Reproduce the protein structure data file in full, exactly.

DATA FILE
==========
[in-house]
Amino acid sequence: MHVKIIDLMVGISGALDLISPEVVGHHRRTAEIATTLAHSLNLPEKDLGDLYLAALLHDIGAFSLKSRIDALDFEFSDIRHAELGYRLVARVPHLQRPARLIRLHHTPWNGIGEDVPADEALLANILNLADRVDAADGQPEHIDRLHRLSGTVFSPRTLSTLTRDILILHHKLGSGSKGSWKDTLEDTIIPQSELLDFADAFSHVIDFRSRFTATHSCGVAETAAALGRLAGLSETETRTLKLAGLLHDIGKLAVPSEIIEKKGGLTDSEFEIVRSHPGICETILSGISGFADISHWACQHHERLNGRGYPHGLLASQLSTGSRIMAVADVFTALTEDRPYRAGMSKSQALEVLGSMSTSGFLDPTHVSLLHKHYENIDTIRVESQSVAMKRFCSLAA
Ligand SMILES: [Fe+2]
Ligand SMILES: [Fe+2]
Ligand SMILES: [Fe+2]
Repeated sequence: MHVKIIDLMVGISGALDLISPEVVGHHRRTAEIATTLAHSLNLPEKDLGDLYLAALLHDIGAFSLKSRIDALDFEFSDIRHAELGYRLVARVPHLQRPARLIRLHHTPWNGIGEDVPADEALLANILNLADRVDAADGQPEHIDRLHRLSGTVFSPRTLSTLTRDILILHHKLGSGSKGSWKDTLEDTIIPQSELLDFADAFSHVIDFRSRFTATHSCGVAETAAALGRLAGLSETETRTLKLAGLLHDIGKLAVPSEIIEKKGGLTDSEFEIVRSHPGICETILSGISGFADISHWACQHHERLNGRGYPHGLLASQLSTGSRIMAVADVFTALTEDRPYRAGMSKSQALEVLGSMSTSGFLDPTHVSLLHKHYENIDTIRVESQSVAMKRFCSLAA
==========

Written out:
[in-house]
Amino acid sequence: MHVKIIDLMVGISGALDLISPEVVGHHRRTAEIATTLAHSLNLPEKDLGDLYLAALLHDIGAFSLKSRIDALDFEFSDIRHAELGYRLVARVPHLQRPARLIRLHHTPWNGIGEDVPADEALLANILNLADRVDAADGQPEHIDRLHRLSGTVFSPRTLSTLTRDILILHHKLGSGSKGSWKDTLEDTIIPQSELLDFADAFSHVIDFRSRFTATHSCGVAETAAALGRLAGLSETETRTLKLAGLLHDIGKLAVPSEIIEKKGGLTDSEFEIVRSHPGICETILSGISGFADISHWACQHHERLNGRGYPHGLLASQLSTGSRIMAVADVFTALTEDRPYRAGMSKSQALEVLGSMSTSGFLDPTHVSLLHKHYENIDTIRVESQSVAMKRFCSLAA
Ligand SMILES: [Fe+2]
Ligand SMILES: [Fe+2]
Ligand SMILES: [Fe+2]
Repeated sequence: MHVKIIDLMVGISGALDLISPEVVGHHRRTAEIATTLAHSLNLPEKDLGDLYLAALLHDIGAFSLKSRIDALDFEFSDIRHAELGYRLVARVPHLQRPARLIRLHHTPWNGIGEDVPADEALLANILNLADRVDAADGQPEHIDRLHRLSGTVFSPRTLSTLTRDILILHHKLGSGSKGSWKDTLEDTIIPQSELLDFADAFSHVIDFRSRFTATHSCGVAETAAALGRLAGLSETETRTLKLAGLLHDIGKLAVPSEIIEKKGGLTDSEFEIVRSHPGICETILSGISGFADISHWACQHHERLNGRGYPHGLLASQLSTGSRIMAVADVFTALTEDRPYRAGMSKSQALEVLGSMSTSGFLDPTHVSLLHKHYENIDTIRVESQSVAMKRFCSLAA